Alert: Airline Stocks Are a Trap

Airline stocks were a play for the economic rebound we were all expecting. These beaten-down corporations were on the verge …

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Airline stocks were a play for the economic rebound we were all expecting. These beaten-down corporations were on the verge of bankruptcy last year, but have seen a surge in demand this year. However, these stocks are still value traps despite their modest valuations. Here’s why. 

Concerns on the horizon

Airline stocks like Chorus Aviation (TSX:CHR) were off to a great start this year. Over the first three months of 2021, Chorus rose 45%. Since then, the stock has come under pressure. This is because oil prices have limited the industry’s margins despite growing sales. Meanwhile, sales haven’t been as great as initially expected anyway.

Another, bigger concern is the new COVID-19 variant that has emerged in South Africa. The  B.1.1.529 variant (also known as the Nu variant) is said to be more resistant to vaccines. Some countries are already considering tighter border controls. If the variant spreads, the future could be bleak for the air travel industry.

Chorus underperformance

The stock is down by about 50% from pre-pandemic levels on its core business, coming under pressure. The company offers a variety of aviation services, including aircraft leasing and maintenance services. Before the pandemic, Chorus Aviation grew to become the second-largest regional aircraft lessor in the world.

Fast forward and business prospects have changed significantly in the air travel industry, coming under pressure. While the sector has shown signs of improvement in 2021, uncertainty has been a big problem that appears to have affected Chorus Aviation’s core business.

Solid Q3 results

Amid the uncertainties, Chorus Aviation has shown signs of improvement going by solid Q3 results. Net loss in the quarter narrowed to $14.1 million or $0.08 per basic share, an improvement from a loss of $48.6 million delivered in the second quarter. Adjusted net income also increased $4.4 million quarter-over-quarter to $15.3 million.

During the third quarter, the company carried more than double the number of passengers it did in the first half of the year. Improvement in the regional aviation sector helped the company deliver solid results. However, that doesn’t necessarily mean the stock is a good buy.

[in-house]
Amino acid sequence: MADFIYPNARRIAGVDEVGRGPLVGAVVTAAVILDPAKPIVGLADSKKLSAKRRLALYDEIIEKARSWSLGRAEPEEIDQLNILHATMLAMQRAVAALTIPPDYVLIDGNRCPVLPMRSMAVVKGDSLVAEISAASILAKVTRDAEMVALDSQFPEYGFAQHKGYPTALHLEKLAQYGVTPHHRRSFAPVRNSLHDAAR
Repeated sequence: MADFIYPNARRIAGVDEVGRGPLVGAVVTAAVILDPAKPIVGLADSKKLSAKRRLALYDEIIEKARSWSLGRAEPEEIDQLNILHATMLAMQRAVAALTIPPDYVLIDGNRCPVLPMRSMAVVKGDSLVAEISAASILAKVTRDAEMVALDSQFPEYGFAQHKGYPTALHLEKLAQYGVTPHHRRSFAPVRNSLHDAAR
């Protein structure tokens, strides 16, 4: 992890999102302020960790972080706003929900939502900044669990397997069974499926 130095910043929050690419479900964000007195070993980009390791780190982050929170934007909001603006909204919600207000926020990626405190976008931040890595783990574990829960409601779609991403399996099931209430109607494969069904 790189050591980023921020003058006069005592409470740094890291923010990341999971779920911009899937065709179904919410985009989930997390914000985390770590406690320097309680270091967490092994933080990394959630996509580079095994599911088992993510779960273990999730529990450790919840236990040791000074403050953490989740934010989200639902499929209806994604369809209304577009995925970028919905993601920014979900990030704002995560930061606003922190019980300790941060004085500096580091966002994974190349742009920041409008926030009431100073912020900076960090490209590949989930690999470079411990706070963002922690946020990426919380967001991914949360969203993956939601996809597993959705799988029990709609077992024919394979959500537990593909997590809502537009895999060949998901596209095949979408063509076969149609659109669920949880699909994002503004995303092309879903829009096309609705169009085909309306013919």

Given the underperformance over the past three months and the emerging uncertainties in the air travel industry, now may be the best time to sit out and wait for Chorus Aviation fundamentals to improve. While the stock is trading at a discount with a price-to-earnings multiple of seven, it does not scream a “buy” at current levels.

Bottom line

An ultra-low valuation with rapidly rising sales sounds like the perfect investment opportunity. However, investors need to look ahead to see if there are any risks lurking on the horizon. 

For the airline industry, there are plenty of reasons to be concerned. The price of fuel is significantly higher, which cuts margins. Meanwhile, several countries haven’t fully reopened their borders yet. 

But the biggest concern is this new variant that has emerged in South Africa. If it spreads as quickly as other variants and is as vaccine-resistant as experts expect, airlines could dip. Stay away from this value trap for now.

This article represents the opinion of the writer, who may disagree with the “official” recommendation position of a Motley Fool premium service or advisor. We’re Motley! Questioning an investing thesis — even one of our own — helps us all think critically about investing and make decisions that help us become smarter, happier, and richer, so we sometimes publish articles that may not be in line with recommendations, rankings or other content.

Fool contributor Vishesh Raisinghani has no position in any of the stocks mentioned. The Motley Fool owns shares of and recommends CHORUS AVIATION INC.

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